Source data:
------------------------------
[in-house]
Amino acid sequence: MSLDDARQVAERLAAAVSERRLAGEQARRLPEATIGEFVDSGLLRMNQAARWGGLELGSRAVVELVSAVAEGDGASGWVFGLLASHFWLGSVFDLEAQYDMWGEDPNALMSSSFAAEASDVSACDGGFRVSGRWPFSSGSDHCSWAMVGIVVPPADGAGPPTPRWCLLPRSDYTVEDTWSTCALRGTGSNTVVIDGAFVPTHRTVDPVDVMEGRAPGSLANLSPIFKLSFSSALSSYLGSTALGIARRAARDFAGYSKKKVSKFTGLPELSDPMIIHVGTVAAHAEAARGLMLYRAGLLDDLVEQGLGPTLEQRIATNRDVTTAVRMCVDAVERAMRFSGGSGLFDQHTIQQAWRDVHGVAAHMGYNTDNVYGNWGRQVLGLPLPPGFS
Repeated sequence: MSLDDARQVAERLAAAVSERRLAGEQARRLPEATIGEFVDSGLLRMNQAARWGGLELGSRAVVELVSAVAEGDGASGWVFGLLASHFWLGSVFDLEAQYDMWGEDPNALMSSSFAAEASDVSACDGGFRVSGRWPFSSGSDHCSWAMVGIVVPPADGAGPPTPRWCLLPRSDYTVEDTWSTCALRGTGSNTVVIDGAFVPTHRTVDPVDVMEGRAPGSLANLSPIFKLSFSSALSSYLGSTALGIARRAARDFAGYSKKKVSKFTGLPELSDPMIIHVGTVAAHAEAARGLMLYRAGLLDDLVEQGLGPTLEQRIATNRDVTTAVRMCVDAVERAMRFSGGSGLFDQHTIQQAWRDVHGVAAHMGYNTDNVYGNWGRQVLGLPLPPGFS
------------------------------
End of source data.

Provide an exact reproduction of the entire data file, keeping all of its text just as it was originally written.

[in-house]
Amino acid sequence: MSLDDARQVAERLAAAVSERRLAGEQARRLPEATIGEFVDSGLLRMNQAARWGGLELGSRAVVELVSAVAEGDGASGWVFGLLASHFWLGSVFDLEAQYDMWGEDPNALMSSSFAAEASDVSACDGGFRVSGRWPFSSGSDHCSWAMVGIVVPPADGAGPPTPRWCLLPRSDYTVEDTWSTCALRGTGSNTVVIDGAFVPTHRTVDPVDVMEGRAPGSLANLSPIFKLSFSSALSSYLGSTALGIARRAARDFAGYSKKKVSKFTGLPELSDPMIIHVGTVAAHAEAARGLMLYRAGLLDDLVEQGLGPTLEQRIATNRDVTTAVRMCVDAVERAMRFSGGSGLFDQHTIQQAWRDVHGVAAHMGYNTDNVYGNWGRQVLGLPLPPGFS
Repeated sequence: MSLDDARQVAERLAAAVSERRLAGEQARRLPEATIGEFVDSGLLRMNQAARWGGLELGSRAVVELVSAVAEGDGASGWVFGLLASHFWLGSVFDLEAQYDMWGEDPNALMSSSFAAEASDVSACDGGFRVSGRWPFSSGSDHCSWAMVGIVVPPADGAGPPTPRWCLLPRSDYTVEDTWSTCALRGTGSNTVVIDGAFVPTHRTVDPVDVMEGRAPGSLANLSPIFKLSFSSALSSYLGSTALGIARRAARDFAGYSKKKVSKFTGLPELSDPMIIHVGTVAAHAEAARGLMLYRAGLLDDLVEQGLGPTLEQRIATNRDVTTAVRMCVDAVERAMRFSGGSGLFDQHTIQQAWRDVHGVAAHMGYNTDNVYGNWGRQVLGLPLPPGFS